A Healthy Relationship with Exercise

It seems that I spend most of my time in my practice trying to either convince patients to exercise or to convince them to back off from exercise.

Most people don’t exercise enough. Many people come into my office with a health issue that’s been coming on for years, they haven’t done anything to manage it or help it out, and they want me to fix it in one treatment.

On the other end of the spectrum, I get people in my office who exercise too much. Their bodies are in a state of chronic overuse which makes them much more injury prone. When a muscle is overused, it is tight, irritated, and inflamed. A muscle in this state is primed for injury. When a muscle is in this state, it doesn’t take much to injure it.

A Better Understanding of Your Injuries

Most injuries, even if they occurred from a traumatic event, have been slowly building up over time. Muscles slowly tighten over time until they get so tight that they tear on a microscopic level and fall into a pattern of spasm and inflammation.

Even if an injury occurred from a traumatic event such as a slip and fall or an accident, the injury is usually made worse if the muscles are not in healthy. A healthy muscle will be loose and strong. The more open and stronger a muscle is, the more resilient it will be, and also, it will be less likely to become injured.

Conversely, the tighter and weaker a muscle is, the easier it is to injure that muscle. A muscle that is tight and weak will flair or tear from mild motions and minor stress. It will flair and get injured much easier than a muscle that is healthy, loose, and strong.

No Pain, No Gain?

So how do you have a healthy relationship with exercise? How do you make sure to exercise enough to get a benefit from it but not enough to cause the muscles to become overused and injured?

First off, keep in mind that the old adage of ‘no pain, no gain’ is not accurate. Especially as you age, exercise in a way to avoid pain. If you are over age 40, then exercise in a way that is easy on your body. You shouldn’t be in pain while exercising. If it hurts to do a particular exercise, then don’t do it. It won’t kill you to skip one exercise.

After exercise, it is normal to have some soreness from the exercising. But if you are so sore that you have trouble moving the next day, then you are going too hard. Mild soreness after exercise is a good thing. Severe soreness and pain after exercising means that you are going too hard and will injure yourself.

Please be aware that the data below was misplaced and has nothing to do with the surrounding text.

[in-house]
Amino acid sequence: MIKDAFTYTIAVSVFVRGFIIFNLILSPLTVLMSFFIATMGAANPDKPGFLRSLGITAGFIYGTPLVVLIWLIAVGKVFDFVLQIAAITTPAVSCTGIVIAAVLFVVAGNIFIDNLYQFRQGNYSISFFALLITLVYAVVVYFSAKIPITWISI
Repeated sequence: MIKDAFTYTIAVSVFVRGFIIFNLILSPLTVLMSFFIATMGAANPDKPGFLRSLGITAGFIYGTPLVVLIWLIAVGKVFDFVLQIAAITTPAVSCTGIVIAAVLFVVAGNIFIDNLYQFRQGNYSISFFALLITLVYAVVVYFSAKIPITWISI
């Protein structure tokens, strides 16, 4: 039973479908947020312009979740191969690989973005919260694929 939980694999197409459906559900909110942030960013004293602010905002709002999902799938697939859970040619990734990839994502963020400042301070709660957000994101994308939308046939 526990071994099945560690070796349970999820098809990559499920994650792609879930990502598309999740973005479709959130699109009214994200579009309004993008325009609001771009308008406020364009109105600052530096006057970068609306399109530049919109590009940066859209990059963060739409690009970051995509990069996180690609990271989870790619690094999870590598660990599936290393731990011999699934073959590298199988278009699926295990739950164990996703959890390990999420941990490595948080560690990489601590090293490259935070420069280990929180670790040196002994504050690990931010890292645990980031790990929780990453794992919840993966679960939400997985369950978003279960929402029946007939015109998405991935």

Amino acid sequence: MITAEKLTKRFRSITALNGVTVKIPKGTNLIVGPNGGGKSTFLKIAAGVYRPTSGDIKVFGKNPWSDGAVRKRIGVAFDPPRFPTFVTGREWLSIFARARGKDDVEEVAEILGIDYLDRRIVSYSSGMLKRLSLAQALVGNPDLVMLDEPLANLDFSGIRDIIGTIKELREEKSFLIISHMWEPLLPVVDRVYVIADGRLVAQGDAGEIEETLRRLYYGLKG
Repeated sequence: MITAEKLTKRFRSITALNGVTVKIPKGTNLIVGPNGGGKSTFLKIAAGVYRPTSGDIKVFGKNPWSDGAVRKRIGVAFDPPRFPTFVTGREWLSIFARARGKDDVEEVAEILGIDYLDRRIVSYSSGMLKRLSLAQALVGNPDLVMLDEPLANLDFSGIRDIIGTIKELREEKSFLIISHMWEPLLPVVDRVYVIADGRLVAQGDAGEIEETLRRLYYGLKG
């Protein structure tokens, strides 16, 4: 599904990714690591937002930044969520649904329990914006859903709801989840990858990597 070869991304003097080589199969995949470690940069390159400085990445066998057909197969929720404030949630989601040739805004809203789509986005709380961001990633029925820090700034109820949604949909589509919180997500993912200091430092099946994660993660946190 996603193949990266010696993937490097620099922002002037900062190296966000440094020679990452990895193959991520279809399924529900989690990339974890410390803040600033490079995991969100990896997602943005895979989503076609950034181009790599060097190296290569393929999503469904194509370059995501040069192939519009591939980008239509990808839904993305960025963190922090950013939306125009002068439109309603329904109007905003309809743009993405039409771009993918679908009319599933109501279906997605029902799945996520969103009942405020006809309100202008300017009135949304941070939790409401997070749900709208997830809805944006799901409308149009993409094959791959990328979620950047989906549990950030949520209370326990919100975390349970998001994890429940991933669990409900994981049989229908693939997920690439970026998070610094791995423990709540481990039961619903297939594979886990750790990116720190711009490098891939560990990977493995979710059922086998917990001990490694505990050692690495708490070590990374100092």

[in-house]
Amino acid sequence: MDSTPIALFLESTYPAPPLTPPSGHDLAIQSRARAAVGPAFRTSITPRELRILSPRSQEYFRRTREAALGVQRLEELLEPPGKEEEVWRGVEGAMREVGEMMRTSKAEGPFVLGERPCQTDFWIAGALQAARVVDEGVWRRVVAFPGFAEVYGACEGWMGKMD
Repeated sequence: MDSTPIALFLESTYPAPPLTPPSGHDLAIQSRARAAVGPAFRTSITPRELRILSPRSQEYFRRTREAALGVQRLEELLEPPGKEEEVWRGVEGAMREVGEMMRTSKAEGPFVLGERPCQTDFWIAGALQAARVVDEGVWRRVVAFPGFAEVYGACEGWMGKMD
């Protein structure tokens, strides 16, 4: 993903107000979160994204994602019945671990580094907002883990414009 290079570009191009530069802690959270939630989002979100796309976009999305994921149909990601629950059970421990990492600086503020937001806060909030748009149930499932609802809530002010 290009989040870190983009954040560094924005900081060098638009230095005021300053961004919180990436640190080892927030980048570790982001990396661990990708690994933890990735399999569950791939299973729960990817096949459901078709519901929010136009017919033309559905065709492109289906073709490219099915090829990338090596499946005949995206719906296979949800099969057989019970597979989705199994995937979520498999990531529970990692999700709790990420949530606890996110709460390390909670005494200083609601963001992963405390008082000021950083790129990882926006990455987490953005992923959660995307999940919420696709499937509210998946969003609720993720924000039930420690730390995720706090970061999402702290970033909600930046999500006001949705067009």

Finding Your Exercise Rhythm

Know how to rest. Enjoy taking rest days. You work hard at exercising the rest of the week; now time for a well-deserved break day. No one can go hard all of the time. We need to let our bodies recover and heal from our workouts and from the stresses of daily life. If you exercise every single day, you will be setting yourself up to become over-trained and eventually become injured. Enjoy your day, or days off. If you are exercising consistently, you deserve these rest days and need them to stay healthy.

I take at least one full day off per week from any and all exercising. How tired I am, how much is going on in my personal and professional life, how fatigued I am, and how recovered I am will all determine how many days off per week I take. If I am tired and fatigued and not recovered, I’ll take 2 to 3 days off per week. If I am stressed from work or home life, then I’ll take an extra day off per week. One week per month, I take an easy week from exercise and make sure to take off 3 to 4 days that week each and every month.

Another often overlooked component to exercise, but one that is essential if you want to stick with exercising consistently, is to like what you are doing. If you hate the exercise or exercise class that you are doing, you will not stick with it.

If you hate the elliptical machine, then don’t do it. If you hate going to gyms, then exercise at home (Pain-Free Lifestyle is set up to be able to do at home, easily and with little equipment). If you don’t like lifting weights, then do another form of strength training such as yoga, pilates, or ti chi.

There are so many options out there for exercising that there is no reason to follow a routine that you don’t like. If you don’t like the routine or activity, then you will not stick with it consistently enough to get a benefit from it.

Exercise to feel better, don’t exercise just to look better. Doing hundreds of crunches a day to get six-pack abs is not smart. Doing too many crunches will create an imbalance and cause low back issues. I would rather be happy and feel good and not be ripped, not be lean and not have six-pack abs than to have six-pack abs, 4% body fat, be ripped and lean, but be miserable and in pain trying to maintain this societal ideal of health.

Be Consistent

Know that consistent exercising will give you more freedom and leeway with eating, but it still doesn’t mean that you can eat anything that you want to. Walking on a treadmill for an hour will burn around 300 calories. A single, large cookie can be 300 calories. A single piece of cake or cheese cake can be 300 calories. It is much easier to overeat and take in too many calories than it is to burn it off.

Consistent exercising means that one cookie, one piece of cake, one fried food, etc., will not affect you that much and is not worth stressing about. You get into trouble when you try to eat whatever you want to, most of the time. Consistent exercising will not compensate for eating whatever you want to. But it will compensate for eating occasionally eating badly. Remember, you can’t out exercise a bad diet.

Don’t stress about exercising. Enjoy exercising as much as you can. You don’t have to go hard and be in pain to get into shape and feel good. Be smart about exercising and eating right.

Exercise smarter, not harder. Have a healthy relationship with exercise. This is the Pain-Free Way.